's'. When in an environment  not  capable  of  displaying  UTF-8
              encoded string, behaviour is identical to 's'.

       x      The  field is a hex number (like 'c' but displayed in hex - most
              useful for displaying window ids and the like)

       An example format is 32ica which is the format for a property of  three
       fields  of 32 bits each, the first holding a signed integer, the second
       an unsigned integer, and the third an atom.

       The format of a dformat unlike that of a format is not so  rigid.   The
       only  limitations  on a dformat is that one may not start with a letter
       or a dash.  This is so that it can be  distinguished  from  a  property
       name  or  an  argument.   A dformat is a text string containing special
       characters instructing that various fields be printed at various points
       in a manner similar to the formatting string used by printf.  For exam-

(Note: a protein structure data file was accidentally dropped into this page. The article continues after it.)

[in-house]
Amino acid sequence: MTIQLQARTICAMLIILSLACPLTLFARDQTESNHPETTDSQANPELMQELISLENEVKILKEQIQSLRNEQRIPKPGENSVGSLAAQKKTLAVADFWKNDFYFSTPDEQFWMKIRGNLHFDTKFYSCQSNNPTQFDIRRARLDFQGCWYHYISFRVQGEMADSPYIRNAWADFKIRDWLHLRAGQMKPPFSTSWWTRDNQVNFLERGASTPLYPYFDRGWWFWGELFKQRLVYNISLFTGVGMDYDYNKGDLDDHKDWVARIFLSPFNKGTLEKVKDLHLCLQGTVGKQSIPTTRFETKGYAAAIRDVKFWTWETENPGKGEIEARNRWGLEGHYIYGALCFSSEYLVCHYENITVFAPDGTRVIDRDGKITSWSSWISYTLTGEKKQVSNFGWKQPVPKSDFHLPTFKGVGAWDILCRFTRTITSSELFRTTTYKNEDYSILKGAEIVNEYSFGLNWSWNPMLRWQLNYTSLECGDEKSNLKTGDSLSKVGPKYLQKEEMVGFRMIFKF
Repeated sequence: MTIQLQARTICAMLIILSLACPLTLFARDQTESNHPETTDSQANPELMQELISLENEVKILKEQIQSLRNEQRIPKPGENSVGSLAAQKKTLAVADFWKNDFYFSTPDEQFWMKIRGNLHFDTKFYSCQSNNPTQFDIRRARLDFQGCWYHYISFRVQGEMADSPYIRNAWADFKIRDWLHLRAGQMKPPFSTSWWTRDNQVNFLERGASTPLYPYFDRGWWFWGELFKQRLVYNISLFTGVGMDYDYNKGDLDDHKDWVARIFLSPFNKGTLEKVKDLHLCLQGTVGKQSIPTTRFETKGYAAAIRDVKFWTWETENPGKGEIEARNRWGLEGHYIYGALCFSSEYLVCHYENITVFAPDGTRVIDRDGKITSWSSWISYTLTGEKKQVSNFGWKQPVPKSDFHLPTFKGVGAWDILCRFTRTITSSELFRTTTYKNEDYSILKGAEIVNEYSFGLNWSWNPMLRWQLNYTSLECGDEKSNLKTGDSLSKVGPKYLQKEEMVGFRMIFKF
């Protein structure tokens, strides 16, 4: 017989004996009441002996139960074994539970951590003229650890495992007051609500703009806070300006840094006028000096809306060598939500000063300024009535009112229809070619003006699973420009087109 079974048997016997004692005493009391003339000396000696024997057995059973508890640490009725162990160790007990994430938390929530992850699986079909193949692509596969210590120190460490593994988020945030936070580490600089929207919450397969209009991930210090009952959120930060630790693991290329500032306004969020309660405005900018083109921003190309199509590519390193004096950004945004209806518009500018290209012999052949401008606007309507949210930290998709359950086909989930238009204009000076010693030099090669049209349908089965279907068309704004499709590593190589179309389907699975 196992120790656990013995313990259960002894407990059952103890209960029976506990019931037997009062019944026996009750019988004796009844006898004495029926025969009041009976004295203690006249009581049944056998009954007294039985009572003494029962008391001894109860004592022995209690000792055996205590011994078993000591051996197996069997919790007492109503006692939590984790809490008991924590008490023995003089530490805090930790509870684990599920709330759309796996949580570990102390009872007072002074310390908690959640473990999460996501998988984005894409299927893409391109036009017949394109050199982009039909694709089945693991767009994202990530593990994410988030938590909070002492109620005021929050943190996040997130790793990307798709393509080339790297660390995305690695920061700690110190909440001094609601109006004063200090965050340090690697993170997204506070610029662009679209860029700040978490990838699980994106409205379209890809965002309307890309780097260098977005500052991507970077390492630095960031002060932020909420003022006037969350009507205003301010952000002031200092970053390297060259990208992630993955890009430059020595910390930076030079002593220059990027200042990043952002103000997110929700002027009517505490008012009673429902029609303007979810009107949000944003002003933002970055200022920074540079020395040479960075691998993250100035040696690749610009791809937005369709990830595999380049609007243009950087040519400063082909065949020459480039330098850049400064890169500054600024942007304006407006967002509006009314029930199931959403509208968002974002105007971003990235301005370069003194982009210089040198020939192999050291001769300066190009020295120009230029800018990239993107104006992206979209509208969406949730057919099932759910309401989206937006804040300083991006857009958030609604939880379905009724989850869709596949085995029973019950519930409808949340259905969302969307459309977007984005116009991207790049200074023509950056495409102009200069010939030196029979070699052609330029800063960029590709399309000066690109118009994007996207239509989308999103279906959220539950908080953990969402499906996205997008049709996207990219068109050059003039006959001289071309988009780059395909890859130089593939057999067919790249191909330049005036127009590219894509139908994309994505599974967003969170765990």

ple, the dformat " is ( $0, $1 \)\n" would render the POINT 3, -4 which
       has a format of 32ii as " is ( 3, -4 )\n".

       Any  character  other  than  a  $,  ?, \, or a ( in a dformat prints as
       itself.  To print out one of $, ?, \, or ( precede  it  by  a  \.   For
       example, to print out a $, use \$.  Several special backslash sequences
       are provided as shortcuts.  \n will cause a  newline  to  be  displayed
       while \t will cause a tab to be displayed.  \o where o is an octal num-
       ber will display character number o.

       A $ followed by a number n causes field number n to be displayed.   The
       format  of the displayed field depends on the formatting character used
       to describe it in the corresponding format.  I.e.,  if  a  cardinal  is
       described by 'c' it will print in decimal while if it is described by a
       'x' it is displayed in hex.

       If the field is not present in the property (this is possible with some
       properties), <field not available> is displayed instead.  $n+ will dis-
       play field number n then a comma then field  number  n+1  then  another
       comma  then  ...  until  the  last  field  defined.   If field n is not
       defined, nothing is displayed.  This is useful for a property that is a
       list of values.

       A ? is used to start a conditional expression, a kind of if-then state-
       ment.  ?exp(text) will display text if and only  if  exp  evaluates  to
       non-zero.   This  is useful for two things.  First, it allows fields to